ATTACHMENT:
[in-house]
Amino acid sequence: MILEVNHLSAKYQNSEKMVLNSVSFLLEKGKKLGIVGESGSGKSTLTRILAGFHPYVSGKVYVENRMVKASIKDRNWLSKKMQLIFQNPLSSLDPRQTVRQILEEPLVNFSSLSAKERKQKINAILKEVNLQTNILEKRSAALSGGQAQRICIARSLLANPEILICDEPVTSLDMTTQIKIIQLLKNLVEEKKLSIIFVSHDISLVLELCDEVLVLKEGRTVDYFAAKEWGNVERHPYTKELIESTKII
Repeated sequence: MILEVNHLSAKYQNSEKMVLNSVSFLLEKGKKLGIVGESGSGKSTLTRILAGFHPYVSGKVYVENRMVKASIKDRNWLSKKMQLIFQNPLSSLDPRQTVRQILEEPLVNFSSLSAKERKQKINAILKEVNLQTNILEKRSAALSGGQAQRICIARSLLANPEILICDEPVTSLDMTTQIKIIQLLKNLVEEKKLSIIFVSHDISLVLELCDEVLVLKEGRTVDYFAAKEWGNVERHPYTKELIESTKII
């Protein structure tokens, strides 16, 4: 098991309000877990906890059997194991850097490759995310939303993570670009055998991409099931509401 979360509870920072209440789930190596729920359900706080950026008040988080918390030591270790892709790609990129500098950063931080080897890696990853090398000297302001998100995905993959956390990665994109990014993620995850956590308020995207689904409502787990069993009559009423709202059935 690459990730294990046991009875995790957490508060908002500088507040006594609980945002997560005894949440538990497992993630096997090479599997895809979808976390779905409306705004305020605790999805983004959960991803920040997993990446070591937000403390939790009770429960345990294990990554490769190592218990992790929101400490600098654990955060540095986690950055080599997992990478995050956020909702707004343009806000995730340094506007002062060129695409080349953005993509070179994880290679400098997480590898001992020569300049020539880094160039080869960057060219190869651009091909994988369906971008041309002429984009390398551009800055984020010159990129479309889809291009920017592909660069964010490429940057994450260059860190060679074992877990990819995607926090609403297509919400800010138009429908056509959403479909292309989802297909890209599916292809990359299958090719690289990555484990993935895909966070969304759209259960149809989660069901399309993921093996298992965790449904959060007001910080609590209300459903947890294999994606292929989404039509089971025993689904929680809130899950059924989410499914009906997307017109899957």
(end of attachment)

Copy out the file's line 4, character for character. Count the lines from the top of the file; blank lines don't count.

């Protein structure tokens, strides 16, 4: 098991309000877990906890059997194991850097490759995310939303993570670009055998991409099931509401 979360509870920072209440789930190596729920359900706080950026008040988080918390030591270790892709790609990129500098950063931080080897890696990853090398000297302001998100995905993959956390990665994109990014993620995850956590308020995207689904409502787990069993009559009423709202059935 690459990730294990046991009875995790957490508060908002500088507040006594609980945002997560005894949440538990497992993630096997090479599997895809979808976390779905409306705004305020605790999805983004959960991803920040997993990446070591937000403390939790009770429960345990294990990554490769190592218990992790929101400490600098654990955060540095986690950055080599997992990478995050956020909702707004343009806000995730340094506007002062060129695409080349953005993509070179994880290679400098997480590898001992020569300049020539880094160039080869960057060219190869651009091909994988369906971008041309002429984009390398551009800055984020010159990129479309889809291009920017592909660069964010490429940057994450260059860190060679074992877990990819995607926090609403297509919400800010138009429908056509959403479909292309989802297909890209599916292809990359299958090719690289990555484990993935895909966070969304759209259960149809989660069901399309993921093996298992965790449904959060007001910080609590209300459903947890294999994606292929989404039509089971025993689904929680809130899950059924989410499914009906997307017109899957």